Amaryllis: A gift that keeps on giving

amaryllisSo you don’t want to cook but you feel compelled to bring something to the Thanksgiving dinner you were invited to by the neighbors. Why bring something that will be gobbled up in one day anyway, when you could instead give a gift that keeps on giving?

The amaryllis. They’re cheap, fast and easy to grow. And now is the perfect time to plant them. You’ve seen them boxed and wrapped in 500 different ways at more stores than you thought carried green goods. The reason so many retailers carry them? Because they provide an impeccable bang for your buck and because on a care-giving scale they’re easy as pie.

They’re not so pretty when you buy them–just a bulb, soil and a pot that usually come together as a kit. But once that first glimpse of green appears, the receiver of this gift will find themselves tranced by the pace of this bulb’s growth and then stunned by the enormous, bold blooms this holiday plants carries.

To care for the amaryllis, place the potted bulb in a warm, sunny place in the home. The warmer the temperature, the faster the bulb will sprout and grow! Here’s a helpful hint: try placing the pot on top of the refrigerator where it is extra warm. This may stimulate growth.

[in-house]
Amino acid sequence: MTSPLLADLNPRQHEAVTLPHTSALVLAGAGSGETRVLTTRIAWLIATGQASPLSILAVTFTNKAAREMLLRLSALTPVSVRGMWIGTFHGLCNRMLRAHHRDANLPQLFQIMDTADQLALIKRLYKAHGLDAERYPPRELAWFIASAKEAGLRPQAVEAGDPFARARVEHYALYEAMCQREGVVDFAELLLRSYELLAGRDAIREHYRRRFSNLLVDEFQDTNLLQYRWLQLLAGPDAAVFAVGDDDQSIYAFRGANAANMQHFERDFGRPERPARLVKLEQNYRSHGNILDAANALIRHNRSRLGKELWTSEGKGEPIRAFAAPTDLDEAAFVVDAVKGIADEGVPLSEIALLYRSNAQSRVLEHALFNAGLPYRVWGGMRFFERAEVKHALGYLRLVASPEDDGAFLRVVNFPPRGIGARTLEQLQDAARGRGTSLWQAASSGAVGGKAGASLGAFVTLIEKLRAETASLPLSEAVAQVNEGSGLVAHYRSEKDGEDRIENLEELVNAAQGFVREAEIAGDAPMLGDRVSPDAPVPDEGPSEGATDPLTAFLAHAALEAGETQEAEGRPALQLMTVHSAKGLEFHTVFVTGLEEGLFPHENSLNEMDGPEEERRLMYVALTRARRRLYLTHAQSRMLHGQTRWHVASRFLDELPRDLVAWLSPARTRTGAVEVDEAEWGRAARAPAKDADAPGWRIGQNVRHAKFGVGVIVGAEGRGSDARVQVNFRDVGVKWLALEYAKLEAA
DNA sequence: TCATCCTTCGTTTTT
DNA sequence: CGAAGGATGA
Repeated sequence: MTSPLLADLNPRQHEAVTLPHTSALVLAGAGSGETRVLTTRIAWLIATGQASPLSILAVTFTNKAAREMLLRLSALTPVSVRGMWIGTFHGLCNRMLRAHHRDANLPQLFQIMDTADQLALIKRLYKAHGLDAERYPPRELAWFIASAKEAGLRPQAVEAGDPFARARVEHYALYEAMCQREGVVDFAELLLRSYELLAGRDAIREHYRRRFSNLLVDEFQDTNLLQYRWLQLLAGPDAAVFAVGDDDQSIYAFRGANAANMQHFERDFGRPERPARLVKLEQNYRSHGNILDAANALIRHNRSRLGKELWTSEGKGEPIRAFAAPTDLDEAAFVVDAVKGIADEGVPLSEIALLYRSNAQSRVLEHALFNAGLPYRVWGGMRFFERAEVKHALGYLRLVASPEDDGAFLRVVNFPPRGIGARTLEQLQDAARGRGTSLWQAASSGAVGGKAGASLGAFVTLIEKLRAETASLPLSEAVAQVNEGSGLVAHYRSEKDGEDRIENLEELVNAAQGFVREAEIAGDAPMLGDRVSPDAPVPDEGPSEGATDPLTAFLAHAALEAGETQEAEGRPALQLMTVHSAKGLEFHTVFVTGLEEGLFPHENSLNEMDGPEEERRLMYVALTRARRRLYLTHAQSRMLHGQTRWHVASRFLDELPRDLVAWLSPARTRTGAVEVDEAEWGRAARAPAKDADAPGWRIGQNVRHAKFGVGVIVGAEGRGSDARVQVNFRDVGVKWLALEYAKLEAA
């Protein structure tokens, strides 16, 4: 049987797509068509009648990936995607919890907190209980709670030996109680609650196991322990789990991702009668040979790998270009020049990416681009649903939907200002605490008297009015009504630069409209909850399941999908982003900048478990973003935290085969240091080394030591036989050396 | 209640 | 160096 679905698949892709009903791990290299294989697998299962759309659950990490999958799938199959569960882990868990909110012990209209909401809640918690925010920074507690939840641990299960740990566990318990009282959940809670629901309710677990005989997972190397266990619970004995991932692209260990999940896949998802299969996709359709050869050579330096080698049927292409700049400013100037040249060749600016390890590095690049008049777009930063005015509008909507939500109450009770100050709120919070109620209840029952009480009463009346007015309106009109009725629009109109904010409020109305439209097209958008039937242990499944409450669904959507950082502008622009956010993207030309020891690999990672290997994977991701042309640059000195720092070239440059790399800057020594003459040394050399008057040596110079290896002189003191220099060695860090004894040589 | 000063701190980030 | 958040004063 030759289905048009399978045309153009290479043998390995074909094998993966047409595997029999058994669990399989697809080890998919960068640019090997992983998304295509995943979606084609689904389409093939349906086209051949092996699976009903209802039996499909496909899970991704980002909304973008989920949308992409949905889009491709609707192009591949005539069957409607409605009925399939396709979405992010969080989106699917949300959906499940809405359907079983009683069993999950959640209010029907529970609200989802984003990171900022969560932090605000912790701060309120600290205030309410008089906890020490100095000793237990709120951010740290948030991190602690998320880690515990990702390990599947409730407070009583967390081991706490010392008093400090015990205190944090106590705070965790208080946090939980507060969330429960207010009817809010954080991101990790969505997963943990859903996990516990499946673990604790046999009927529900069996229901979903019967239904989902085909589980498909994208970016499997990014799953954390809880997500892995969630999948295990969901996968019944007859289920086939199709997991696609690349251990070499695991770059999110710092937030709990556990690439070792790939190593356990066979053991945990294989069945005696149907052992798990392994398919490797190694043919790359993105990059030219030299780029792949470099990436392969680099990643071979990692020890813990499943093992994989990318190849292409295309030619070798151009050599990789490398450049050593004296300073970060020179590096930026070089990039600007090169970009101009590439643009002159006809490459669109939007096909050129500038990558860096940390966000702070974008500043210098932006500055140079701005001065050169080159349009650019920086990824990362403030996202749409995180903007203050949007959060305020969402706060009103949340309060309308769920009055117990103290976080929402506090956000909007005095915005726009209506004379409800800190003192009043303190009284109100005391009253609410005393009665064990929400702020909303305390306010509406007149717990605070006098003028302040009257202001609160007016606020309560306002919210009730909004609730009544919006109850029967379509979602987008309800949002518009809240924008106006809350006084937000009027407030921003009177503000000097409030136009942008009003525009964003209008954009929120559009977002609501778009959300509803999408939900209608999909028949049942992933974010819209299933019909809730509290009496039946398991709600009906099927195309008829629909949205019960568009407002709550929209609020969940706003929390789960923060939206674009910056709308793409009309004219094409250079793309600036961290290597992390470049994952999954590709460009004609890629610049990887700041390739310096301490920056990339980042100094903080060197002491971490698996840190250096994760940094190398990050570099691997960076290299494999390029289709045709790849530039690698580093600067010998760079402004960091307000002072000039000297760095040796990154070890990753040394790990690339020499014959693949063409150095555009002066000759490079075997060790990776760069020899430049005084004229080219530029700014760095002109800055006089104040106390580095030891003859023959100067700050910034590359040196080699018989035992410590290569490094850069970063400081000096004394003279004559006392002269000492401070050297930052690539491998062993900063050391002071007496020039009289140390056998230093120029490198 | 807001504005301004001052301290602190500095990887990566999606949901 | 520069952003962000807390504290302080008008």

Water the amaryllis only after the top inch of soil feels dry to the touch. If your kit comes with Spanish moss, just be sure to lift the moss when you water. We don’t want to cause our sweet potted pet to rot at the roots!

There are many varieties of amaryllis. We carry several kit varieties as well as single bulbs. Each variety has a slightly different growth period but in general, you’ll begin to see the bulb transform between two to eight weeks after it’s potted.

Once the amaryllis sprouts, be sure it’s receiving ample sunlight. South-facing windows and sunrooms are perfect! These plants grow quite fast and very tall. If you (or your neighbor) notice the stalk is beginning to lean in one direction, simply rotate it often so that it will begin to grow towards the direction of the light and straighten itself back out. If the amaryllis grows extra tall, it may need a small stake for added support.